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[Editorial] GNP power shift

Rep. Hwang Woo-yea, an independent-minded four-term lawmaker, was elected new floor leader of the ruling Grand National Party on Friday, signaling a power shift in the party and the collapse of its mainstream faction loyal to President Lee Myung-bak.

Hwang beat Reps. An Kyung-ryul and Lee Byung-suk, both from the pro-Lee camp. In the first round of voting, Hwang won 64 votes out of 159, while An and Lee received 55 and 33, respectively. In the second round, Hwang won 90 votes, 26 more than An’s 64.

The unexpected election outcome implies two things. First, power has shifted from the mainstream faction to a loose alliance of non-mainstream factions led by Rep. Park Geun-hye and a group of young lawmakers from Seoul and the adjoining Gyeonggi Province.

The shift was triggered by the GNP’s defeat in the by-elections last month. The election result amplified fears among GNP lawmakers from the capital zone that they might lose parliamentary seats in the general elections slated for next April unless the party reforms itself. Hence they chose change rather than status quo.

Second, it also means the splitting of the mainstream faction into two groups, one under the leadership of Special Affairs Minister Lee Jae-oh and the other loyal to Lee Sang-deuk, six-term lawmaker and elder brother of President Lee.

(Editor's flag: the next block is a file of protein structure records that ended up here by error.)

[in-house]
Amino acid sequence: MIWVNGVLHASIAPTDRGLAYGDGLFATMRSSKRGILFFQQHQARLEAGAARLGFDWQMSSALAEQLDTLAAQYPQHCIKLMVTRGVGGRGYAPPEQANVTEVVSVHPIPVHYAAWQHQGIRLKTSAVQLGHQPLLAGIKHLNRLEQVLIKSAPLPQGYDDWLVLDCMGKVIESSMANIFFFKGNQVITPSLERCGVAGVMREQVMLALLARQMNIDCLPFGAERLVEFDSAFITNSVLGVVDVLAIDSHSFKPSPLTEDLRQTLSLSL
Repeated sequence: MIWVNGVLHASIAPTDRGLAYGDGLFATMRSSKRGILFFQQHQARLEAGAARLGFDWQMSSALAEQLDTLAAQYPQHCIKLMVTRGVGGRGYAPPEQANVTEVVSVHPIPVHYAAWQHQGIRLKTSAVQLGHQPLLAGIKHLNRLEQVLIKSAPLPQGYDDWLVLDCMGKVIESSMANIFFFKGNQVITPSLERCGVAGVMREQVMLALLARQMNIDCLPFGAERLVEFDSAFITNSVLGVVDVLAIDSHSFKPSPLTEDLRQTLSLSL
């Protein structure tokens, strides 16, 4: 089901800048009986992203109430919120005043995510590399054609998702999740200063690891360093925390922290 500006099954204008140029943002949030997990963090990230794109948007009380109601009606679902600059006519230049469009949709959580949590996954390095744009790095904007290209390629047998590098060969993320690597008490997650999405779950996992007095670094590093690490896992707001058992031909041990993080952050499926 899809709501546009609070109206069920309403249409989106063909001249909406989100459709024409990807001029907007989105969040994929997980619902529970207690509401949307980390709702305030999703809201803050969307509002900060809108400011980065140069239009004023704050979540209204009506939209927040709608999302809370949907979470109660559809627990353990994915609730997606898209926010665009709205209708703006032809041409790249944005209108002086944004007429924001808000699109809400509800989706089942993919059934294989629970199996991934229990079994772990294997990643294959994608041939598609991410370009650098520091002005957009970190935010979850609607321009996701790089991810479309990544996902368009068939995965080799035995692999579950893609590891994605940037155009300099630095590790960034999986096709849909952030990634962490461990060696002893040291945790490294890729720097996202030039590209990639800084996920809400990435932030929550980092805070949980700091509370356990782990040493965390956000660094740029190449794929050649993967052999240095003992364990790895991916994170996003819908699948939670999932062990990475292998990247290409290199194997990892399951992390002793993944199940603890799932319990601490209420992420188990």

Hwang could beat An in the final round of voting as he was second preference for most of the lawmakers who voted in the first round for Lee Byung-suk, who is close to the president’s elder brother. An is a close aide to Lee Jae-oh.

This means the collapse of the mainstream faction that has buttressed President Lee’s policies. As a result, Lee will have to rebalance relations between the government and the ruling party. After his election victory, Hwang said the GNP would stop serving as a rubber stamp for the Lee administration.

Rep. Lee Ju-young, Hwang’s electoral partner who was elected as the party’s policy committee chairman, also criticized the government’s macroeconomic policy, saying its focus on economic growth has worsened social polarization, causing people to turn their backs on the party.

Hwang’s election victory already influenced the Cabinet reshuffle undertaken on the heels of the voting. Hwang reportedly conveyed the consensus view of GNP lawmakers regarding the reshuffle to President Lee, leading him to refrain from nominating his aides, including Ambassador to China Yu Woo-ik and Kwon Jae-jin, senior presidential secretary for civil affairs, for ministerial posts.

Excluding these two aides from the new Cabinet lineup was the right decision, given that the public is fed up with Lee’s revolving-door appointments of his loyal aides to important posts.

Lee has thus far taken for granted the party’s support for him. But down the road he will have to take the party’s views more seriously if he wants it to continue to support his policies. Close cooperation with the party will help him engage with the public.

Lee also needs to give up any intention to exercise influence on the selection of GNP candidates for the next general election. The new floor leader pledged to make sure that candidates are selected through open primaries to exclude any influence from the party leadership. Lee should throw his weight behind the new leader.
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